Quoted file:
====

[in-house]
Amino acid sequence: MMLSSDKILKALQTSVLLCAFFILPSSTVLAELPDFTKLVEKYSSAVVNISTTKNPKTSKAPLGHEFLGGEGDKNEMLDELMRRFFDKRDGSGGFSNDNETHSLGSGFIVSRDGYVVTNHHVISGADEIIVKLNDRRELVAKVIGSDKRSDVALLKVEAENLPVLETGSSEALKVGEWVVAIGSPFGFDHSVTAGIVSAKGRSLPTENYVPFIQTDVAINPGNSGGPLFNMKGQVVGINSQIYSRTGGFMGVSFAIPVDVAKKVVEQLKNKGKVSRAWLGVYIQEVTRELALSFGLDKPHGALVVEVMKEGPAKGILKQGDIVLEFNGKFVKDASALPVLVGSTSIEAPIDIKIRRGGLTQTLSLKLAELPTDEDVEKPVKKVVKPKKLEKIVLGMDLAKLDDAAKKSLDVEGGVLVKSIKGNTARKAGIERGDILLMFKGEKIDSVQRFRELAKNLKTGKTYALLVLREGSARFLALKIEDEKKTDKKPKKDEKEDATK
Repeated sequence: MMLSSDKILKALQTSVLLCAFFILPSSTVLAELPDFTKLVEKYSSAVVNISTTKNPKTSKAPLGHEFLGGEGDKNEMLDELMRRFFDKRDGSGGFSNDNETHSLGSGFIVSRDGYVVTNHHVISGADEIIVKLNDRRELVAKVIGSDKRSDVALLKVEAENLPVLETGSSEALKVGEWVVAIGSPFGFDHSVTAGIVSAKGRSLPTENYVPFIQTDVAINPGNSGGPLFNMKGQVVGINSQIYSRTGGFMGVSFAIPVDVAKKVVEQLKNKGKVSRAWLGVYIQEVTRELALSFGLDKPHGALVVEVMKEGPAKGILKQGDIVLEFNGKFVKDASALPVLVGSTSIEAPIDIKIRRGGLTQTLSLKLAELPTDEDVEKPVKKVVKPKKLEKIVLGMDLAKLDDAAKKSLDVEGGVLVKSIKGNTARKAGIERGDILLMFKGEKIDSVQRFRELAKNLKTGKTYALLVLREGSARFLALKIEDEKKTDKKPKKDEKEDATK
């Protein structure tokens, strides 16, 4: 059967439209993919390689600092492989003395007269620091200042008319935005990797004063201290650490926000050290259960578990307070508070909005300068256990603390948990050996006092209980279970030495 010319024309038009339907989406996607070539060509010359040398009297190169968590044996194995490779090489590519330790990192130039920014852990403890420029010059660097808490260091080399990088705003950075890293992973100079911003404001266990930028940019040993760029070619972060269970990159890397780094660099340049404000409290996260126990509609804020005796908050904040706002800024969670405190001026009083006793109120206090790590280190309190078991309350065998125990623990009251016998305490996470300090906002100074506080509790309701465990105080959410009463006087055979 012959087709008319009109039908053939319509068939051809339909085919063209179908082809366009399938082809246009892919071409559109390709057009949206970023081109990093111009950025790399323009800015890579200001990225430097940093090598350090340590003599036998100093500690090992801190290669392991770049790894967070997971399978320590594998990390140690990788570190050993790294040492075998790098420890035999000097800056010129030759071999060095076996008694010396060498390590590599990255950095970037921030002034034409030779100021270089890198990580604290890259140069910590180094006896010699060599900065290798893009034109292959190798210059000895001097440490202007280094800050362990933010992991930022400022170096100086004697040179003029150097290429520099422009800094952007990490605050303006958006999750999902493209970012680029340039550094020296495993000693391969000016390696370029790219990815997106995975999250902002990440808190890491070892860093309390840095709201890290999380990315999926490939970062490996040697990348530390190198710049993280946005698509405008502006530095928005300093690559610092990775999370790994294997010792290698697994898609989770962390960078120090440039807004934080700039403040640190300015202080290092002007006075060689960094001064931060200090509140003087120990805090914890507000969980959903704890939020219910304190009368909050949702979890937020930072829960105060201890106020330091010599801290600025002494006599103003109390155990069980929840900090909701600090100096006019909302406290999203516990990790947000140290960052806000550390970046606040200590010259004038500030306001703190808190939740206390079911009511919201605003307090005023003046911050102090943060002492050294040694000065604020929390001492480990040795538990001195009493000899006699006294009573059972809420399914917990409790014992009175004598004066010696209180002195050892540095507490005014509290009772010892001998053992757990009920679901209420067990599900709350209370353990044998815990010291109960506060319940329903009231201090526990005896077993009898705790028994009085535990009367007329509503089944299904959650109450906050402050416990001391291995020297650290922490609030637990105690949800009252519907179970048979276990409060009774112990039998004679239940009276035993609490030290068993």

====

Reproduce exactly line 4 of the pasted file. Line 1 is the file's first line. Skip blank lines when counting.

């Protein structure tokens, strides 16, 4: 059967439209993919390689600092492989003395007269620091200042008319935005990797004063201290650490926000050290259960578990307070508070909005300068256990603390948990050996006092209980279970030495 010319024309038009339907989406996607070539060509010359040398009297190169968590044996194995490779090489590519330790990192130039920014852990403890420029010059660097808490260091080399990088705003950075890293992973100079911003404001266990930028940019040993760029070619972060269970990159890397780094660099340049404000409290996260126990509609804020005796908050904040706002800024969670405190001026009083006793109120206090790590280190309190078991309350065998125990623990009251016998305490996470300090906002100074506080509790309701465990105080959410009463006087055979 012959087709008319009109039908053939319509068939051809339909085919063209179908082809366009399938082809246009892919071409559109390709057009949206970023081109990093111009950025790399323009800015890579200001990225430097940093090598350090340590003599036998100093500690090992801190290669392991770049790894967070997971399978320590594998990390140690990788570190050993790294040492075998790098420890035999000097800056010129030759071999060095076996008694010396060498390590590599990255950095970037921030002034034409030779100021270089890198990580604290890259140069910590180094006896010699060599900065290798893009034109292959190798210059000895001097440490202007280094800050362990933010992991930022400022170096100086004697040179003029150097290429520099422009800094952007990490605050303006958006999750999902493209970012680029340039550094020296495993000693391969000016390696370029790219990815997106995975999250902002990440808190890491070892860093309390840095709201890290999380990315999926490939970062490996040697990348530390190198710049993280946005698509405008502006530095928005300093690559610092990775999370790994294997010792290698697994898609989770962390960078120090440039807004934080700039403040640190300015202080290092002007006075060689960094001064931060200090509140003087120990805090914890507000969980959903704890939020219910304190009368909050949702979890937020930072829960105060201890106020330091010599801290600025002494006599103003109390155990069980929840900090909701600090100096006019909302406290999203516990990790947000140290960052806000550390970046606040200590010259004038500030306001703190808190939740206390079911009511919201605003307090005023003046911050102090943060002492050294040694000065604020929390001492480990040795538990001195009493000899006699006294009573059972809420399914917990409790014992009175004598004066010696209180002195050892540095507490005014509290009772010892001998053992757990009920679901209420067990599900709350209370353990044998815990010291109960506060319940329903009231201090526990005896077993009898705790028994009085535990009367007329509503089944299904959650109450906050402050416990001391291995020297650290922490609030637990105690949800009252519907179970048979276990409060009774112990039998004679239940009276035993609490030290068993």